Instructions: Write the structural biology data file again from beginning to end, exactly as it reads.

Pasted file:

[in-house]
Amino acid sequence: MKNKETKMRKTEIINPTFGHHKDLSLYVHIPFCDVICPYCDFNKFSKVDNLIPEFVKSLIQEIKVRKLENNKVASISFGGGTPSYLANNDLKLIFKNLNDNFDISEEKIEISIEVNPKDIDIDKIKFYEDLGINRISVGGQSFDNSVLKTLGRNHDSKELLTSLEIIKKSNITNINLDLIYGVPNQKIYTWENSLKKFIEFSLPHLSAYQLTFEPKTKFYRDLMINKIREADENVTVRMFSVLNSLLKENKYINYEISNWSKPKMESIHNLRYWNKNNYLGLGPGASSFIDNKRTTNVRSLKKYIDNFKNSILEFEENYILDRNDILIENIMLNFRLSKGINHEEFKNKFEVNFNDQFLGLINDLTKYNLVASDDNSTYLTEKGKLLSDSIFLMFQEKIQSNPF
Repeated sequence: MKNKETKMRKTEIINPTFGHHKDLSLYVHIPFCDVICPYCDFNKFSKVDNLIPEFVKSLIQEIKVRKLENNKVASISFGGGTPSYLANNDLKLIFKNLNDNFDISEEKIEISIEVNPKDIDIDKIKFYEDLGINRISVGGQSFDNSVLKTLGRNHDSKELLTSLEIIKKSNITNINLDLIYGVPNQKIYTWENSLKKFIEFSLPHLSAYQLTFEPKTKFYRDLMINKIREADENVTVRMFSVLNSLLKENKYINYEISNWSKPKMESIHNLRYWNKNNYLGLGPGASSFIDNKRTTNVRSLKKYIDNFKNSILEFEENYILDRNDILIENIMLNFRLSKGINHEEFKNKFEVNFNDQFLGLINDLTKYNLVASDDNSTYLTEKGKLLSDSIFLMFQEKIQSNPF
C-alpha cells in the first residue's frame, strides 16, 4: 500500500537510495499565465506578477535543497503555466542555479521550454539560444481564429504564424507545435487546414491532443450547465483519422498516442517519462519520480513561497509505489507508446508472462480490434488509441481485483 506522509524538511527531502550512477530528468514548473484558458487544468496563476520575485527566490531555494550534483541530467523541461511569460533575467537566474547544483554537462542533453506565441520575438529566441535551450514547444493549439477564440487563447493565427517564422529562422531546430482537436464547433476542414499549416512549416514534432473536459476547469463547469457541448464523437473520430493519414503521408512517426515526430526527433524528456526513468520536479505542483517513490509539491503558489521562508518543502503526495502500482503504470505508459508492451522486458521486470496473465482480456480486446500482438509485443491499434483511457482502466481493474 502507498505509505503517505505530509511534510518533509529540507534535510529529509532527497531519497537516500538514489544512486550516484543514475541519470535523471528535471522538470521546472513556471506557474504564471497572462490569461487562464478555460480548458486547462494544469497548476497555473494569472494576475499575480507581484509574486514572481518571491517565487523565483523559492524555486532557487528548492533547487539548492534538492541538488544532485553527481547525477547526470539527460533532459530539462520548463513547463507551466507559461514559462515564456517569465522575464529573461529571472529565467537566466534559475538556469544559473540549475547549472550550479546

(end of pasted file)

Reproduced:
[in-house]
Amino acid sequence: MKNKETKMRKTEIINPTFGHHKDLSLYVHIPFCDVICPYCDFNKFSKVDNLIPEFVKSLIQEIKVRKLENNKVASISFGGGTPSYLANNDLKLIFKNLNDNFDISEEKIEISIEVNPKDIDIDKIKFYEDLGINRISVGGQSFDNSVLKTLGRNHDSKELLTSLEIIKKSNITNINLDLIYGVPNQKIYTWENSLKKFIEFSLPHLSAYQLTFEPKTKFYRDLMINKIREADENVTVRMFSVLNSLLKENKYINYEISNWSKPKMESIHNLRYWNKNNYLGLGPGASSFIDNKRTTNVRSLKKYIDNFKNSILEFEENYILDRNDILIENIMLNFRLSKGINHEEFKNKFEVNFNDQFLGLINDLTKYNLVASDDNSTYLTEKGKLLSDSIFLMFQEKIQSNPF
Repeated sequence: MKNKETKMRKTEIINPTFGHHKDLSLYVHIPFCDVICPYCDFNKFSKVDNLIPEFVKSLIQEIKVRKLENNKVASISFGGGTPSYLANNDLKLIFKNLNDNFDISEEKIEISIEVNPKDIDIDKIKFYEDLGINRISVGGQSFDNSVLKTLGRNHDSKELLTSLEIIKKSNITNINLDLIYGVPNQKIYTWENSLKKFIEFSLPHLSAYQLTFEPKTKFYRDLMINKIREADENVTVRMFSVLNSLLKENKYINYEISNWSKPKMESIHNLRYWNKNNYLGLGPGASSFIDNKRTTNVRSLKKYIDNFKNSILEFEENYILDRNDILIENIMLNFRLSKGINHEEFKNKFEVNFNDQFLGLINDLTKYNLVASDDNSTYLTEKGKLLSDSIFLMFQEKIQSNPF
C-alpha cells in the first residue's frame, strides 16, 4: 500500500537510495499565465506578477535543497503555466542555479521550454539560444481564429504564424507545435487546414491532443450547465483519422498516442517519462519520480513561497509505489507508446508472462480490434488509441481485483 506522509524538511527531502550512477530528468514548473484558458487544468496563476520575485527566490531555494550534483541530467523541461511569460533575467537566474547544483554537462542533453506565441520575438529566441535551450514547444493549439477564440487563447493565427517564422529562422531546430482537436464547433476542414499549416512549416514534432473536459476547469463547469457541448464523437473520430493519414503521408512517426515526430526527433524528456526513468520536479505542483517513490509539491503558489521562508518543502503526495502500482503504470505508459508492451522486458521486470496473465482480456480486446500482438509485443491499434483511457482502466481493474 502507498505509505503517505505530509511534510518533509529540507534535510529529509532527497531519497537516500538514489544512486550516484543514475541519470535523471528535471522538470521546472513556471506557474504564471497572462490569461487562464478555460480548458486547462494544469497548476497555473494569472494576475499575480507581484509574486514572481518571491517565487523565483523559492524555486532557487528548492533547487539548492534538492541538488544532485553527481547525477547526470539527460533532459530539462520548463513547463507551466507559461514559462515564456517569465522575464529573461529571472529565467537566466534559475538556469544559473540549475547549472550550479546